Do it like a pro: Just like American Express, your company can build long-standing customer relationships based on value that goes beyond products, services and sales. All by doing something any business of any size can do, online or offline – using content to help, inform and support customers rather than selling to them. In return, you’ll get their loyalty. You’ll be the brand they remember when they do need the product or service you offer. They’ll trust you, talk about you and recommend you. All it takes is some forward-thinking, knowing the support you give to your customers is an investment that will pay off in the long run.
Tap into new tech like Marriott
Virtual reality (VR) has come a long way in the last few years, becoming a more accessible and affordable digital medium. The release of the Oculus Rift, HTC Vive and PlayStation VR in 2016 certainly helped. In fact, it’s proving so popular that revenue from the global VR market is projected to reach USD 21.5bn by 2020.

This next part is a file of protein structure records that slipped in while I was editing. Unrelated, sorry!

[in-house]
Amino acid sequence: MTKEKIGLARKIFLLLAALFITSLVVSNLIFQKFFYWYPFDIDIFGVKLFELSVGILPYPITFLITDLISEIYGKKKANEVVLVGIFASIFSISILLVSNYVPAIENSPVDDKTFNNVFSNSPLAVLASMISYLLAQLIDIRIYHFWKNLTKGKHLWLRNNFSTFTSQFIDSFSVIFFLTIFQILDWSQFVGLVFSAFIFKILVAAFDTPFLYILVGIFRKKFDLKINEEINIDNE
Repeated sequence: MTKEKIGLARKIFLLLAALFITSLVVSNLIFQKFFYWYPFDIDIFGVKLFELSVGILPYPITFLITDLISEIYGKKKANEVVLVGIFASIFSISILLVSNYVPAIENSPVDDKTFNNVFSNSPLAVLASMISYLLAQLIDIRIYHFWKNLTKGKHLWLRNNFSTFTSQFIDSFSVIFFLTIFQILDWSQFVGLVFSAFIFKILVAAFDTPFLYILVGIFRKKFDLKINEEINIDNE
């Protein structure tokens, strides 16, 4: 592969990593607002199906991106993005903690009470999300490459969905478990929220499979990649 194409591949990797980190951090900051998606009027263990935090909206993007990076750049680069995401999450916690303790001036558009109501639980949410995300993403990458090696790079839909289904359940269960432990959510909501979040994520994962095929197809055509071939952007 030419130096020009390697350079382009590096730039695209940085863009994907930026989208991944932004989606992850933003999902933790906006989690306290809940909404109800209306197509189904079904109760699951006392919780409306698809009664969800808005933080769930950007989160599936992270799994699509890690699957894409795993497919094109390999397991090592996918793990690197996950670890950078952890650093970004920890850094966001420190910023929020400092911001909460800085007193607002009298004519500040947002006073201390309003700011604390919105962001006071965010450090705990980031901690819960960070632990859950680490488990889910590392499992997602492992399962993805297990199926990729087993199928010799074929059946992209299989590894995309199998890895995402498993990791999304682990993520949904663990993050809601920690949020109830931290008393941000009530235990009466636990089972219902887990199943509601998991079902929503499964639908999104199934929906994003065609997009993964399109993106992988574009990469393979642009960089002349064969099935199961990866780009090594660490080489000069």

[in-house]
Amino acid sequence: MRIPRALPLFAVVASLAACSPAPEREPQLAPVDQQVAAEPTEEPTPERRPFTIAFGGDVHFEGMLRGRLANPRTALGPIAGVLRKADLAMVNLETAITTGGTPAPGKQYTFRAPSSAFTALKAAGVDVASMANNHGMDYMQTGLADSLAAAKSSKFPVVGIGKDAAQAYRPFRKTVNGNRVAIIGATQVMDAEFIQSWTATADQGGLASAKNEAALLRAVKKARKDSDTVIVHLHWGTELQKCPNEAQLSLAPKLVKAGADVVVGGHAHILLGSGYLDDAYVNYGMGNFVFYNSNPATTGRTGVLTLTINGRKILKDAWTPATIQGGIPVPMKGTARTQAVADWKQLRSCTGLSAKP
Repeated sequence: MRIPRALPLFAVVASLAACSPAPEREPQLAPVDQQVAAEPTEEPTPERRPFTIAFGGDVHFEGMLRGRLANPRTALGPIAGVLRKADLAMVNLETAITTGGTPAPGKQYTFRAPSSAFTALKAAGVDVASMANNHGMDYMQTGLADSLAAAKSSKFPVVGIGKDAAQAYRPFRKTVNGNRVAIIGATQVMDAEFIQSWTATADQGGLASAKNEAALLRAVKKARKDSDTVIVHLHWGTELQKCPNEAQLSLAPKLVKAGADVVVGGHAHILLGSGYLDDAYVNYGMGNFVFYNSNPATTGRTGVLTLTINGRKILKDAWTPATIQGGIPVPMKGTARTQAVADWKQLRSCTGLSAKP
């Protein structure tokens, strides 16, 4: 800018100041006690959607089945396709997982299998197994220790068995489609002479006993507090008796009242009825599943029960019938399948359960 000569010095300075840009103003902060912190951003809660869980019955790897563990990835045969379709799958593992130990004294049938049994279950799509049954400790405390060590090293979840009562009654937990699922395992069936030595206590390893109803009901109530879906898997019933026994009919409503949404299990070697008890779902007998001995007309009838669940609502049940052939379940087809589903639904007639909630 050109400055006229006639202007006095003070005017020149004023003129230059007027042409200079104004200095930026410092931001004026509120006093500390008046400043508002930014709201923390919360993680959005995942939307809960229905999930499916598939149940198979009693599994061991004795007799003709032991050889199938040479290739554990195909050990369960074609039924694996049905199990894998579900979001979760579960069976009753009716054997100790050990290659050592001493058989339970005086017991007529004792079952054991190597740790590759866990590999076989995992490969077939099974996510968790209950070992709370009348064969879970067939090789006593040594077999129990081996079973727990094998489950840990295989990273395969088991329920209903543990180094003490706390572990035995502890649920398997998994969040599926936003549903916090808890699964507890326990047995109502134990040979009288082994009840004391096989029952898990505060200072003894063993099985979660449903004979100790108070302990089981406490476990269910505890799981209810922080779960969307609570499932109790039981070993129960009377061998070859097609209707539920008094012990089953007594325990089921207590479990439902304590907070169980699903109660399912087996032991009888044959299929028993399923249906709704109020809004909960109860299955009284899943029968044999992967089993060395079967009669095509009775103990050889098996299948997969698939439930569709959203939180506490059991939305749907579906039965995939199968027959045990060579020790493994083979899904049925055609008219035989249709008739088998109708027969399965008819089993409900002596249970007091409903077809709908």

While many brands are still coming to grips with ways of leveraging this new technology, Marriott leapt ahead of the competition in 2014 when it partnered with Oculus to create the perfect content marketing machine.
Known as the Marriott Teleporter, this experience allowed consumers to be transported to a range of popular holiday destinations around the globe. Not only through the headset itself, but in combination with a series of other sense-triggers such as mists, breezes and exotic scents. Unsurprisingly, the campaign did so well that the hospitality chain later offered the VR experience as a room service option for guests staying in their hotels.